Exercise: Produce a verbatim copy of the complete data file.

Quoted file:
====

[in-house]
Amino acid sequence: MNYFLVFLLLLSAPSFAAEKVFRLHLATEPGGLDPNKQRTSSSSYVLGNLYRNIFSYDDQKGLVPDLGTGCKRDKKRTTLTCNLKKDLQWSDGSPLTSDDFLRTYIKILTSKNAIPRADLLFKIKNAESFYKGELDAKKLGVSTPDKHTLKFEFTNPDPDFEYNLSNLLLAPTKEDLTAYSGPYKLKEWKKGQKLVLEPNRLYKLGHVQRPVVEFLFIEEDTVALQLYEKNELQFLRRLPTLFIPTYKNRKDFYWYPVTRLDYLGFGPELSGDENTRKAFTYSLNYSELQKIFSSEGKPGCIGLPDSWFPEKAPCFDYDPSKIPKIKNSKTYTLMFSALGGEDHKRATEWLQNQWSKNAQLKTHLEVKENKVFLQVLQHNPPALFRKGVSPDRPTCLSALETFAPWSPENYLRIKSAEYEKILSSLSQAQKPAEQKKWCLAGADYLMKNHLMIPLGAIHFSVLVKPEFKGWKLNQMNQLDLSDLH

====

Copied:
[in-house]
Amino acid sequence: MNYFLVFLLLLSAPSFAAEKVFRLHLATEPGGLDPNKQRTSSSSYVLGNLYRNIFSYDDQKGLVPDLGTGCKRDKKRTTLTCNLKKDLQWSDGSPLTSDDFLRTYIKILTSKNAIPRADLLFKIKNAESFYKGELDAKKLGVSTPDKHTLKFEFTNPDPDFEYNLSNLLLAPTKEDLTAYSGPYKLKEWKKGQKLVLEPNRLYKLGHVQRPVVEFLFIEEDTVALQLYEKNELQFLRRLPTLFIPTYKNRKDFYWYPVTRLDYLGFGPELSGDENTRKAFTYSLNYSELQKIFSSEGKPGCIGLPDSWFPEKAPCFDYDPSKIPKIKNSKTYTLMFSALGGEDHKRATEWLQNQWSKNAQLKTHLEVKENKVFLQVLQHNPPALFRKGVSPDRPTCLSALETFAPWSPENYLRIKSAEYEKILSSLSQAQKPAEQKKWCLAGADYLMKNHLMIPLGAIHFSVLVKPEFKGWKLNQMNQLDLSDLH